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J Clin Microbiol. May 2003; 41(5): 2170–2173.
PMCID: PMC154702

Rapid Screening for Streptococcus agalactiae in Vaginal Specimens of Pregnant Women by Fluorescent In Situ Hybridization

Abstract

Group B streptococci (GBS) are the most frequent pathogens in neonates with sepsis. A rapid screening method is required to identify carriage of GBS in pregnant women at the time of delivery. In order to detect GBS in vaginal specimens, the efficiency of the standard culture versus fluorescent in situ hybridization (FISH) was investigated. In 258 examined vaginal specimens, FISH identified 58 of the 59 GBS-positive samples (98.3%), whereas by means of standard culture only 38 specimens were positive (64.4%). We recommend FISH as a rapid, specific, highly sensitive screening technique for the detection of GBS in pregnant women at delivery.

Group B streptococci (GBS) are the most frequent pathogens isolated from neonates with invasive bacterial disease. The intrapartum fetal transmission may lead to invasive disease in 1 to 2 infants per 1,000 live births (5). The early onset form of the disease accounts for approximately 80% of GBS infection in infants. The mortality rate ranges from 10 to 20%. Infants suffering from GBS infection require prolonged hospitalization, and those who survive may have neurological sequelae (2, 3).

Approximately 20% of pregnant women are asymptomatically colonized with GBS. The diagnostic standard is the culture of anal and genital specimens obtained at 35 to 37 weeks of gestation or at delivery when at least one risk factor associated with neonatal infection is present (7).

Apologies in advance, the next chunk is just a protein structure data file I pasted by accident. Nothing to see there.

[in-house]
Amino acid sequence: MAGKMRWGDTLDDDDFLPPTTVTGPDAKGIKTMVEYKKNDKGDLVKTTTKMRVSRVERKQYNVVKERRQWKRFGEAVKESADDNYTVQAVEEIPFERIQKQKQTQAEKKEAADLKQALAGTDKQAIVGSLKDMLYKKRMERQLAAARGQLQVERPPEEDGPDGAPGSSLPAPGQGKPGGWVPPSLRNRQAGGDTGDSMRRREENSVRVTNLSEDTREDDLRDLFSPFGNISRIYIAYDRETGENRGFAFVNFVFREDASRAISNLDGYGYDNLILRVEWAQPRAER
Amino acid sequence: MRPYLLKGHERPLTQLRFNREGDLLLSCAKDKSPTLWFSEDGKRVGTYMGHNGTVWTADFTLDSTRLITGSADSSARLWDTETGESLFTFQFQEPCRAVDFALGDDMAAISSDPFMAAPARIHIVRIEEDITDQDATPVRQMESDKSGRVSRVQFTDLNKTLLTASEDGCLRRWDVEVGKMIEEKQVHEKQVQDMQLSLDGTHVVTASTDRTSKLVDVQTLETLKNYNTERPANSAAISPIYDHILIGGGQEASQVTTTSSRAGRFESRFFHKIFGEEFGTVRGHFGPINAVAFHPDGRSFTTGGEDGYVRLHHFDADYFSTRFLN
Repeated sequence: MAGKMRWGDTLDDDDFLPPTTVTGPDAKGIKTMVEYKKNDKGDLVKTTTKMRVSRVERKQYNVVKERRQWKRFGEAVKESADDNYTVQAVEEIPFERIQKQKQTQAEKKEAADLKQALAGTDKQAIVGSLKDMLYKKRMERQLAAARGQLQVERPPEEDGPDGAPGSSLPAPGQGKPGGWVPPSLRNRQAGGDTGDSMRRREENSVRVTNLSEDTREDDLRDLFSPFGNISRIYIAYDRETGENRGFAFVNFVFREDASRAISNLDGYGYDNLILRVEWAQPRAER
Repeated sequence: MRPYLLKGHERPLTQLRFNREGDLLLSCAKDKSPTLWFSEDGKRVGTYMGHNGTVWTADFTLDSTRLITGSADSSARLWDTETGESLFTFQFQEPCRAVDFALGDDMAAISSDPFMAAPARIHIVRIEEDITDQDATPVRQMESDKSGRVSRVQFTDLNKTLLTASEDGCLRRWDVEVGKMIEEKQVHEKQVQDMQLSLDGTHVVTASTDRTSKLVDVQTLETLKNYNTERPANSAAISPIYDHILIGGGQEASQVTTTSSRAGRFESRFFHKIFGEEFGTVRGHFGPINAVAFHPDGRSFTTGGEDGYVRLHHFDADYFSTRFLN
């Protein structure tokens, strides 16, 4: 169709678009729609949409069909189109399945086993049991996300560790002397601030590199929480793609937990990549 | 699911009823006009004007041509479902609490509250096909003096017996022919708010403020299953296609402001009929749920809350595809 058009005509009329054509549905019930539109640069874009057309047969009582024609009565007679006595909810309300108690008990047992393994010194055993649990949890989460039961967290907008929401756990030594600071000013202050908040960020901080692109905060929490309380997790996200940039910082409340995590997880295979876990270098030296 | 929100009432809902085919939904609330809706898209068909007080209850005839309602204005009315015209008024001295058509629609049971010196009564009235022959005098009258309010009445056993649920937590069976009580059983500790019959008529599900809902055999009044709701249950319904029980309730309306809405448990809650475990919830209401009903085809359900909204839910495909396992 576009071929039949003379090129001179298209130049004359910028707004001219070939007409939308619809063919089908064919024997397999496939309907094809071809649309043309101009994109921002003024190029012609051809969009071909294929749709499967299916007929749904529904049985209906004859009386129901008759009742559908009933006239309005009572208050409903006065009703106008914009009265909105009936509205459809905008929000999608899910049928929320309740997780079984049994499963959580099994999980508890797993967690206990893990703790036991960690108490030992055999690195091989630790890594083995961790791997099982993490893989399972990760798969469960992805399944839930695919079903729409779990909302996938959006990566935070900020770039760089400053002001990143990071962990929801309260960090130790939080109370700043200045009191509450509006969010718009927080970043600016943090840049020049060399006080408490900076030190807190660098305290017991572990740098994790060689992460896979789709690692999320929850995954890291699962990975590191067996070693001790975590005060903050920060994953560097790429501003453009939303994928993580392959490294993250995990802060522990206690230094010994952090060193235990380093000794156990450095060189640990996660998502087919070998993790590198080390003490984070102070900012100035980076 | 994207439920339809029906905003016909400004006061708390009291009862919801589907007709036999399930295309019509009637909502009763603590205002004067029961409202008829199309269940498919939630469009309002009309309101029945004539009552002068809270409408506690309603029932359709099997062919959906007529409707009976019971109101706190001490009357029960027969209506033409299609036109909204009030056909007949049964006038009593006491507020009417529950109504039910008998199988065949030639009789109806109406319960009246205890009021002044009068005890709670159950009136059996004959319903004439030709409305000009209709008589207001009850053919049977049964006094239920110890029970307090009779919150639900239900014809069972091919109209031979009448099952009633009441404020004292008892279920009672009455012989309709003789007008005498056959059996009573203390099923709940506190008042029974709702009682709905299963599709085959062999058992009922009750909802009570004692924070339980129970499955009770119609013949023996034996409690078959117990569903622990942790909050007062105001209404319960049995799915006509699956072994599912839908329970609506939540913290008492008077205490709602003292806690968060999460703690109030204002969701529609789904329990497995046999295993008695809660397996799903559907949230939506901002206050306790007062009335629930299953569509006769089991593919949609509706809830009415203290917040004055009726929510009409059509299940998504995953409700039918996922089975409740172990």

Intrapartum chemoprophylaxis decreases the incidence of early onset from 1.7 per 1,000 live births to 0.6 per 1,000 live births (11). The recommended agents are intravenous penicillin G or ampicillin (12).

While the standard culture requires at least 36 h and may be a false negative (1, 2), fluorescent in situ hybridization (FISH) is a rapid and reliable method for detection and identification of microorganisms (8).

The aim of our work was to compare the FISH technique with standard culture to identify GBS in pregnant women at delivery and to determine which method is able to detect GBS earlier and more reliably.

We studied 258 pregnant women selected independent of diagnosis or hospitalization. The vaginal specimens obtained at prenatal visits or at admission for delivery were collected with a commercially prepared collection and transport system for aerobes and anaerobes, BBL CultureSwab Plus (Becton Dickinson, Heidelberg, Germany). All specimens were transported at room temperature and were cultured and tested by FISH.

For identification of GBS, the specimens were incubated on standard agar medium (β-streptococcus elective agar base, used according to the recommendations of Liebermeister and Braveny, Darmstadt, Germany), and colonies of streptococci suspected of being beta-hemolytic were subcultured for serological grouping by the method of Lancefield by using a commercially available system (Slidex Strepto-Kit A, B, C, D, E, and F; bioMérieux sa, Marcy l'Etoile, France). Finally, a minimum of 36 h was required for GBS identification. Positive cultures were graded as negative (no growth of GBS), + (slight colonization, less than 100 CFU/agar plate), ++ (moderate colonization, between 100 and 300 CFU/agar plate), or +++ (heavy colonization, more than 300 CFU/agar plate).